"[T]here are indeed two very different sets of genetic instructions at work," he writes, and this switch, turning "caterpillar" off, turning "butterfly" on, means that "most of one body dies and the new life is resurrected in a new body."
Two In One
There is no controversy about the mechanics I just described; it's the explanation that's new and controversial. The old view was that over millions of years, animals evolved this habit of switching from one set of instructions to the other. The new view is that this is not one animal gradually changing shape, but rather instructions for two different animals sandwiched together and this change is so radical, says Bernd, "with no continuity from one to the next, that the adult forms of these insets are actually new organisms."
A caterpillar is born and dies; a butterfly is resurrected from its juices.
It's a stunning idea. (But with all kinds of problems: How to explain two very different creatures from different ancient species "mating"? Usually, they can't do that. How do you get DNA to not mix, so that the two creatures stay distinct? How do you define "death"?)
But still, I can't stop thinking about this. If cross-species matings were once possible, who knows what you could die and turn into? Could dandelions dream of becoming spruce trees? Could tadpoles, instead of morphing into frogs, become catfish? This is silly, I know, but radical metamorphoses, from tadpoles to frogs, maggots to flies, grubs to beetles, remain largely mysterious, so new explanations are intriguing, even if they startle. (Especially if they startle.)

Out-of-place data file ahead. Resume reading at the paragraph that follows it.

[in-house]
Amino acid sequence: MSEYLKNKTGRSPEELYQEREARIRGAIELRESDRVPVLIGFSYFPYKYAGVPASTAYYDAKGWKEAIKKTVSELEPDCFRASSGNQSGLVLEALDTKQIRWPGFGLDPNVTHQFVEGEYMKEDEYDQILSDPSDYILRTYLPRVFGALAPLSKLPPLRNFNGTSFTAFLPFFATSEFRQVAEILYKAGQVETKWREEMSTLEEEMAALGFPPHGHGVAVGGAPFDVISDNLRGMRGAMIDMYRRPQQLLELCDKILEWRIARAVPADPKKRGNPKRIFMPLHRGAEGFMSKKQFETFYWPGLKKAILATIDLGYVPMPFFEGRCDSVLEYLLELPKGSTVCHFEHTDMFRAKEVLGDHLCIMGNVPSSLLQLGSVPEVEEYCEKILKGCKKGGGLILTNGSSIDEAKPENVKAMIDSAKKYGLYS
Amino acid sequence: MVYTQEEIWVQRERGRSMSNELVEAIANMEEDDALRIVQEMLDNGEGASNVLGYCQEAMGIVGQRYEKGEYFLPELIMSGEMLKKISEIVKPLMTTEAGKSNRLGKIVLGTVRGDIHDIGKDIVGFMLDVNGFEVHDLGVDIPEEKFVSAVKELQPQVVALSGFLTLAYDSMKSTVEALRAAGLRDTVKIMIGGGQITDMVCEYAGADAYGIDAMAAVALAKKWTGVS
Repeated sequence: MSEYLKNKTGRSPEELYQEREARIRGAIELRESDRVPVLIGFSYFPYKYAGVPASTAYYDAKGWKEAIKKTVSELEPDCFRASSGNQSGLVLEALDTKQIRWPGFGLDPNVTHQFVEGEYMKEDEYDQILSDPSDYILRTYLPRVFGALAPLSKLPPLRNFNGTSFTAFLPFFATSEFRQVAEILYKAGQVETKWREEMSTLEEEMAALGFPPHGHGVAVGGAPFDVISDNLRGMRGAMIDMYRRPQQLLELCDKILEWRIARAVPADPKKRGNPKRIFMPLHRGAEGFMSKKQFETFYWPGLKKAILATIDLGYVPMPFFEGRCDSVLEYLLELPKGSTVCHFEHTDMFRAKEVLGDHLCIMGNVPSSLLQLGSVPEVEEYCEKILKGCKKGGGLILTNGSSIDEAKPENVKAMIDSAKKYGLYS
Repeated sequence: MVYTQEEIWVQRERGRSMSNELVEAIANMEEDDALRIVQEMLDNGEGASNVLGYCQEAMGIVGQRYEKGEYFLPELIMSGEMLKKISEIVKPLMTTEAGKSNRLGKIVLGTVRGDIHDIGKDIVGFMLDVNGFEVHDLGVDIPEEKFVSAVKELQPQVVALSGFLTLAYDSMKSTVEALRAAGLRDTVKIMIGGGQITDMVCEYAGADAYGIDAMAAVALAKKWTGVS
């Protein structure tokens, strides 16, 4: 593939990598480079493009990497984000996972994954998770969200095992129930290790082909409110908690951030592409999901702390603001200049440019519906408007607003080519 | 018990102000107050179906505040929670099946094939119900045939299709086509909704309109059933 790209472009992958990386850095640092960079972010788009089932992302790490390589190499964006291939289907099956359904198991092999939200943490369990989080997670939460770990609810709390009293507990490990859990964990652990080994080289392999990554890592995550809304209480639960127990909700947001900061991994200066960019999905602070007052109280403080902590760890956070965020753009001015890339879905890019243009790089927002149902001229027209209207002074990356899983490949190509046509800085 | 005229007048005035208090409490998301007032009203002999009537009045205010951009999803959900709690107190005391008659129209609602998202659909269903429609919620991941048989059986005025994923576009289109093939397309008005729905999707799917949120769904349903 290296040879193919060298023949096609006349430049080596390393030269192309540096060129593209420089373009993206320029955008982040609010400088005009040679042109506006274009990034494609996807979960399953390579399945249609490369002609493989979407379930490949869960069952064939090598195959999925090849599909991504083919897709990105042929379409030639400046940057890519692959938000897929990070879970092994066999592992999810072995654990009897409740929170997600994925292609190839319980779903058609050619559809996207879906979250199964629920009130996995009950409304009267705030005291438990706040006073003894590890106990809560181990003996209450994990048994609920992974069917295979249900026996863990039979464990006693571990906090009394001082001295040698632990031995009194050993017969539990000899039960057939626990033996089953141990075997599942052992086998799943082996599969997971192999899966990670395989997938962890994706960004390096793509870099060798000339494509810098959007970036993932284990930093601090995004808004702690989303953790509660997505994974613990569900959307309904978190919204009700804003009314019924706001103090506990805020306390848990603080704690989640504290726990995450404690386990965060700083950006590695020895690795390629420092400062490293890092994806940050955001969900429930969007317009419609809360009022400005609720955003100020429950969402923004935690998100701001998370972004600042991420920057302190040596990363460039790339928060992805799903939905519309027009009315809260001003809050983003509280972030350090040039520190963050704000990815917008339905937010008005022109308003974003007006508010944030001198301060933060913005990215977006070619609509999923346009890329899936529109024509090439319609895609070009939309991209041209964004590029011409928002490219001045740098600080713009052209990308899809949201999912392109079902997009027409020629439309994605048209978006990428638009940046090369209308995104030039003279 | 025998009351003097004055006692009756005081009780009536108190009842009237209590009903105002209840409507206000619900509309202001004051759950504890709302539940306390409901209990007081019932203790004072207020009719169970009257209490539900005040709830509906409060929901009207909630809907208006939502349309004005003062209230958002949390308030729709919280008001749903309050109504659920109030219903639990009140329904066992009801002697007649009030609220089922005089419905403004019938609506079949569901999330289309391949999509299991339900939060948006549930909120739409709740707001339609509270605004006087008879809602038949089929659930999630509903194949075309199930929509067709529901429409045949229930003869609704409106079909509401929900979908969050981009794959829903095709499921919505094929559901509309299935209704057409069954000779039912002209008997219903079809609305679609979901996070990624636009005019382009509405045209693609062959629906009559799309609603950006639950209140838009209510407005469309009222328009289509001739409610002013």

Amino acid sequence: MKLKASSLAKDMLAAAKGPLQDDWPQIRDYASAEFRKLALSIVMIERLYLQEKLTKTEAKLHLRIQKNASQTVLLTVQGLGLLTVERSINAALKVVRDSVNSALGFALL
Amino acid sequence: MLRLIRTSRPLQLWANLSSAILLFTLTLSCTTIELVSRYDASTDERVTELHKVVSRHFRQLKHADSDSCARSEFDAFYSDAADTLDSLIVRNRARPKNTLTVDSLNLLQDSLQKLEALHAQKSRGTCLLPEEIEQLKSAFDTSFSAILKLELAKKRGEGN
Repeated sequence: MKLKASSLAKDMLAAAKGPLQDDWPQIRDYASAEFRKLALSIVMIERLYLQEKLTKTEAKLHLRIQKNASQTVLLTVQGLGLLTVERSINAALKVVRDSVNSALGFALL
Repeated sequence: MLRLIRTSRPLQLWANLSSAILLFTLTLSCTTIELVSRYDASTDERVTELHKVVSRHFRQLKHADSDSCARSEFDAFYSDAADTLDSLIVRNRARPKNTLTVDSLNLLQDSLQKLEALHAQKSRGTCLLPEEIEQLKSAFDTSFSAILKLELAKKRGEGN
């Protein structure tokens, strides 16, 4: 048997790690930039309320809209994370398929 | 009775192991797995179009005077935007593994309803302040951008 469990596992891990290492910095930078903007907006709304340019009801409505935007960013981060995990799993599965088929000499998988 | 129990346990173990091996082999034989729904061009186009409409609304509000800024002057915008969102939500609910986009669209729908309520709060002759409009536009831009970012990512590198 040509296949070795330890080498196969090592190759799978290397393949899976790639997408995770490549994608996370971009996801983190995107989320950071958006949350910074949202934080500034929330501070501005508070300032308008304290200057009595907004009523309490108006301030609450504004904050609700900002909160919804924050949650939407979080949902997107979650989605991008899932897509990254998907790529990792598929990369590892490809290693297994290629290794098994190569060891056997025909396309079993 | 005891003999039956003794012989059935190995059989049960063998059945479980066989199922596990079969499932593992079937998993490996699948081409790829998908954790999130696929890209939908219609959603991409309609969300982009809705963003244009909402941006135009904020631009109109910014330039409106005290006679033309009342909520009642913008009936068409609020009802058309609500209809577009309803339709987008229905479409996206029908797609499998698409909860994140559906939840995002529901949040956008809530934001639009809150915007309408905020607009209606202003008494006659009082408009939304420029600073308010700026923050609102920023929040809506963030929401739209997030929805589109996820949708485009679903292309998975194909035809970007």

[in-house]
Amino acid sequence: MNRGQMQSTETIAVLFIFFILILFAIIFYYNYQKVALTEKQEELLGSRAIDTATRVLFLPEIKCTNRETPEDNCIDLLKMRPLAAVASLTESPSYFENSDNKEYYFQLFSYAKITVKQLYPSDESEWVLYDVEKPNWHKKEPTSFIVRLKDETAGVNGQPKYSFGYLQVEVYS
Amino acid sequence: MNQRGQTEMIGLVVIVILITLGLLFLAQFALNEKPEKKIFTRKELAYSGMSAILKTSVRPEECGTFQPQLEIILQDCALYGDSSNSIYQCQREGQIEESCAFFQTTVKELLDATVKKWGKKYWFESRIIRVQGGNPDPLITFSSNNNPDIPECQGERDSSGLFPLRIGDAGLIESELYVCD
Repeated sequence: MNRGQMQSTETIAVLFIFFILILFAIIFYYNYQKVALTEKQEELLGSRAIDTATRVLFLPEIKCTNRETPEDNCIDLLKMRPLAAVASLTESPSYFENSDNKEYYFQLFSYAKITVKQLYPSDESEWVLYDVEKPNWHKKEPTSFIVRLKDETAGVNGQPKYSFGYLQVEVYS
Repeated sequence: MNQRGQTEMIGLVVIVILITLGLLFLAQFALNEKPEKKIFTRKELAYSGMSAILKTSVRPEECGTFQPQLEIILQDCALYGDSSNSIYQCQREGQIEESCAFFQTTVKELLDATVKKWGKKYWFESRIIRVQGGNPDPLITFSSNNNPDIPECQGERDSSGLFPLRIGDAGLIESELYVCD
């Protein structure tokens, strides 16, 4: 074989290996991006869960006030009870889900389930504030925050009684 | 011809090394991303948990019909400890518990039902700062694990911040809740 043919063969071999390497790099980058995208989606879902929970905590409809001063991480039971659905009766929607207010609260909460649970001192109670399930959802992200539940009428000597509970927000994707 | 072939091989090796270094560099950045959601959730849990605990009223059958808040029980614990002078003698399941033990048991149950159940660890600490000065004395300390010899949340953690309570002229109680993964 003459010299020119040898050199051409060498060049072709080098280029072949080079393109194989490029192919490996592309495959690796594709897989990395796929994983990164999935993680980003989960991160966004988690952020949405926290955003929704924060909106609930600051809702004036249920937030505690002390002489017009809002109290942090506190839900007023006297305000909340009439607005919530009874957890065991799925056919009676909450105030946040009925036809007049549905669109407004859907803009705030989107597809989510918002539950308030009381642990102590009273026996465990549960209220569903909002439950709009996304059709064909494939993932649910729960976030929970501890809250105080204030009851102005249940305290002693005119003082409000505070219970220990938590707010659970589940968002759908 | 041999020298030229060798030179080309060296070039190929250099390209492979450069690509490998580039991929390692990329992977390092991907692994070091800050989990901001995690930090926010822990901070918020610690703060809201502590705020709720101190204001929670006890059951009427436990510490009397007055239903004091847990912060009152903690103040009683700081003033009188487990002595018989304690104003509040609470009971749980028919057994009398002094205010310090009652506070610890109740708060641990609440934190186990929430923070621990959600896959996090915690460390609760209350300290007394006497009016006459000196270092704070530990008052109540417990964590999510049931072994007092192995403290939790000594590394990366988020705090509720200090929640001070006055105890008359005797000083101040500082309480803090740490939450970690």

I have a post-script to this blog. Yes, Bernd Heinrich is intrigued by Donald Williamson's Death and Resurrection thesis, and yes the strangeness of this theory makes it fun to write about. But there is, of course, an alternate possibility: that this idea is just plain wrong. I mentioned that Donald Williamson's paper was very controversial when it was first published. It still is. A few hours after this post went up, I was sent a critique of Williamson's work written by two scientists, Michael Hart and Richard Grosberg.
They think there is no credible evidence for this idea of ancient mating between different species, and that, to summarize their view, they think Williamson's theory is scientifically indefensible. So far, however, Williamson's original paper has not been retracted, which is what happens when an idea is so off, or so insupportable that it is no longer scientifically plausible. (However another subsequent Williamson paper — describing another possible ancient mating — has been retracted from a different journal.)
So, what we have here is one of my favorite scientists embracing an idea that a great many other scientists find noxious and wrong. "You must be kidding!" is still the cry from many men and women who do cell and developmental biology for a living. Eventually, somebody's face will be red. Maybe Bernd's. Maybe the other guys'. That's how science works. But I think you should know that wondering about butterflies and moths can get feisty.
Bernd Heinrich discusses death and resurrection in his new book, Life Everlasting, the Animal Way of Death. His descriptions are often very gripping. Several earlier posts, an essay on chalk, another on vultures, came from this book.